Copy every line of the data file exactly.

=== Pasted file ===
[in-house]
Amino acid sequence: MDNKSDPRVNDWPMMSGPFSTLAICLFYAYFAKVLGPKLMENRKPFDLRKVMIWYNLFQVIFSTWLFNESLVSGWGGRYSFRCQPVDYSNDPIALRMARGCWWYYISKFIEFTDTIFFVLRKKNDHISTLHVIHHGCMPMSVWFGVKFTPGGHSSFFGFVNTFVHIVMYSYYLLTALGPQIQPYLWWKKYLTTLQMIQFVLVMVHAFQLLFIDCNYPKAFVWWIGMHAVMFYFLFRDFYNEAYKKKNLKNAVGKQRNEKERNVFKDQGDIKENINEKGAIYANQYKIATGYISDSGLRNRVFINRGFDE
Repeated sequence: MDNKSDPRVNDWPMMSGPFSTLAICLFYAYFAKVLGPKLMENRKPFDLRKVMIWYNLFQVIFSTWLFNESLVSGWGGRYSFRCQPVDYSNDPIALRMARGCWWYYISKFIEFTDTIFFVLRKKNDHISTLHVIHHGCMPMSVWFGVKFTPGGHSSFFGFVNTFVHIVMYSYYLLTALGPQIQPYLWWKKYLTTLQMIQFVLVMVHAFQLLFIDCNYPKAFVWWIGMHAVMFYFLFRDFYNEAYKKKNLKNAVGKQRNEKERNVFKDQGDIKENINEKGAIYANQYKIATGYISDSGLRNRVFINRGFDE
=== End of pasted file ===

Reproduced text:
[in-house]
Amino acid sequence: MDNKSDPRVNDWPMMSGPFSTLAICLFYAYFAKVLGPKLMENRKPFDLRKVMIWYNLFQVIFSTWLFNESLVSGWGGRYSFRCQPVDYSNDPIALRMARGCWWYYISKFIEFTDTIFFVLRKKNDHISTLHVIHHGCMPMSVWFGVKFTPGGHSSFFGFVNTFVHIVMYSYYLLTALGPQIQPYLWWKKYLTTLQMIQFVLVMVHAFQLLFIDCNYPKAFVWWIGMHAVMFYFLFRDFYNEAYKKKNLKNAVGKQRNEKERNVFKDQGDIKENINEKGAIYANQYKIATGYISDSGLRNRVFINRGFDE
Repeated sequence: MDNKSDPRVNDWPMMSGPFSTLAICLFYAYFAKVLGPKLMENRKPFDLRKVMIWYNLFQVIFSTWLFNESLVSGWGGRYSFRCQPVDYSNDPIALRMARGCWWYYISKFIEFTDTIFFVLRKKNDHISTLHVIHHGCMPMSVWFGVKFTPGGHSSFFGFVNTFVHIVMYSYYLLTALGPQIQPYLWWKKYLTTLQMIQFVLVMVHAFQLLFIDCNYPKAFVWWIGMHAVMFYFLFRDFYNEAYKKKNLKNAVGKQRNEKERNVFKDQGDIKENINEKGAIYANQYKIATGYISDSGLRNRVFINRGFDE